Scientists found that poverty and poor education are linked to ill health and early death, and should be considered risk factors for these outcomes.
The research, published in The Lancet and coordinated from Imperial College London, revealed that low socioeconomic status (SES) had almost the same impact on health than smoking or a sedentary lifestyle, and was associated with reduced life expectancy of 2.1 years, similar to being inactive (2.4 years).
SES is a measure of an individual or family's economic and social position in relation to others, based on income, education, and occupation. However, although these factors are already known to affect health, no studies so far have compared the impact of low SES with other major risk factors on health. Health policies often don’t consider risk factors such as poverty and poor education when predicting health outcomes.
Factors linked to socioeconomic status, such as poverty and poor education, are hugely important in predicting health outcomes. Indeed, our study shows that low SES is just as important as tobacco use, unhealthy diet, physical inactivity and harmful use of alcohol.
– Professor Paolo Vineis
School of Public Health
Now, Professor Paolo Vineis from the School of Public Health at Imperial College London and colleagues have studied 1.7 million people in the UK, France, Switzerland, Portugal, Italy, USA and Australia. They used a people's job titles to estimate their SES and looked at whether they died early (before age 85.)
They then compared SES against the main risk factors (tobacco use, unhealthy diet, physical inactivity and harmful use of alcohol) as defined by the World Health Organisation in its Global Action Plan for the Prevention and Control of Non-Communicable Diseases. The plan aims to reduce non-communicable diseases by 25% by 2025, but omits SES as a risk factor for these diseases.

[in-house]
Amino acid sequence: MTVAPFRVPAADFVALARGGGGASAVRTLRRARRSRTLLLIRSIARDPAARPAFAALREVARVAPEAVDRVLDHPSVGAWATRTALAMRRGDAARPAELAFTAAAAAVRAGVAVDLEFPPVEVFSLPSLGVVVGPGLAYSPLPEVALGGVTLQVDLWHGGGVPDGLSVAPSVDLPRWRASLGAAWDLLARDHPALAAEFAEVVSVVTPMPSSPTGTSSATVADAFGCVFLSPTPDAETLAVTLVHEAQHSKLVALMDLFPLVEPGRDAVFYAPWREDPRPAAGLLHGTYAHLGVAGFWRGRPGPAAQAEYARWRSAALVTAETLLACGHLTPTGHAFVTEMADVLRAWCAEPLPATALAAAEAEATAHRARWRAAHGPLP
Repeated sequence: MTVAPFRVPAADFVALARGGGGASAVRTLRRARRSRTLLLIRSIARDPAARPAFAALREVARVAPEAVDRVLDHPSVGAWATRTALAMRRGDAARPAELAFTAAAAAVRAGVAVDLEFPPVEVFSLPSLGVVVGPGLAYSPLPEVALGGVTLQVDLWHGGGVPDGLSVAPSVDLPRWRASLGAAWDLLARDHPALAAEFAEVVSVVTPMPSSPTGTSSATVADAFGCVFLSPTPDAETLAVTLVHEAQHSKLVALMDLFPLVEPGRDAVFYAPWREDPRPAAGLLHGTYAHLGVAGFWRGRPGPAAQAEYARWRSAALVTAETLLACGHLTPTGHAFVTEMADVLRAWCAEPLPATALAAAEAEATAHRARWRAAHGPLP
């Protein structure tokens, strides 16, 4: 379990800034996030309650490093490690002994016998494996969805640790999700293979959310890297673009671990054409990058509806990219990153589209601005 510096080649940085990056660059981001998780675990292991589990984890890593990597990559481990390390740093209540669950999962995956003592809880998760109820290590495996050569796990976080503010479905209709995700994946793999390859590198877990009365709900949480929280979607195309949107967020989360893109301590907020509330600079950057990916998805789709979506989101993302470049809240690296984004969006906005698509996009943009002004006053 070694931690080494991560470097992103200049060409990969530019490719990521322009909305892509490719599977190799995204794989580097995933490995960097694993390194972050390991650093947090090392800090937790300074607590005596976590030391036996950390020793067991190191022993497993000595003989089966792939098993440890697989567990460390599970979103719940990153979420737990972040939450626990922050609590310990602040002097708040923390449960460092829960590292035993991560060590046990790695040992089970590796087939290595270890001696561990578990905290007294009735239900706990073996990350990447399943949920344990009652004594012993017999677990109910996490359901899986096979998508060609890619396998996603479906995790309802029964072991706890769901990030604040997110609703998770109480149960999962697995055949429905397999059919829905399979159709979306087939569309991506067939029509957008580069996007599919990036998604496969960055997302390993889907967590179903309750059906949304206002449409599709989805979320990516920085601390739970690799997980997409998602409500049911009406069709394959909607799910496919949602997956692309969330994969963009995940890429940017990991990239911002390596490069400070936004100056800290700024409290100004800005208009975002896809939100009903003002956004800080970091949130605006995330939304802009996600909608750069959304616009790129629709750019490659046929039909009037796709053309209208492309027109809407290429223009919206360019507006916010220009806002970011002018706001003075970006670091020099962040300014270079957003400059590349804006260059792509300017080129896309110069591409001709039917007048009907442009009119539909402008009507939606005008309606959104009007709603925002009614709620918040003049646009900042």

The researchers found that, compared to their wealthier counterparts, people with low SES were 46% more likely to die early.
The researchers calculated the number of years of life lost for various factors, and compared this to SES. They found the greatest number of years lost were for smoking and diabetes (life expectancy reduced by 4.8 and 3.9 years, respectively). Comparatively, high blood pressure, obesity and high alcohol consumption were associated with fewer life years lost (1.6, 0.7 and 0.5 years, respectively) than low SES.
Based on these results, the authors say that low SES should be targeted alongside conventional health risk factors as part of national and global health strategies to help reduce early death.
Senior author Professor Vineis, who leads the EU LIFEPATH consortium in which this study is embedded, said: “Factors linked to socioeconomic status, such as poverty and poor education, are hugely important in predicting health outcomes. Indeed, our study shows that low SES is just as important as tobacco use, unhealthy diet, physical inactivity and harmful use of alcohol. As a result, we argue that low SES should be included in health policies alongside the other factors.” Professor Vineis also said: “In this study, we measured SES by occupation, so the next step from here will be to reproduce the findings using more varied measures of SES.”
Lead author Dr Silvia Stringhini, from Lausanne University Hospital in Switzerland, said: “Given the huge impact of socioeconomic status on health, it’s vital that governments accept it as a major risk factor and stop excluding it from health policy. Reducing poverty, improving education and creating safe home, school and work environments are central to overcoming the impact of socioeconomic deprivation. By doing this, socioeconomic status could be targeted and improved, leading to better wealth and health for many.”
The study was funded by the European Commission, Swiss State Secretariat for Education, Swiss National Science Foundation, the UK’s Medical Research Council, NordForsk and the Portuguese Foundation for Science and Technology.
“Socioeconomic status and the 25 × 25 risk factors as determinants of premature mortality: a multicohort study and meta-analysis of 1.7 million men and women” by Paolo Vineis et al., published in The Lancet, Tuesday 31 January, 2016.
Article text (excluding photos or graphics) available under an Attribution-NonCommercial-ShareAlike Creative Commons license.
Photos and graphics subject to third party copyright used with permission or © Imperial College London.
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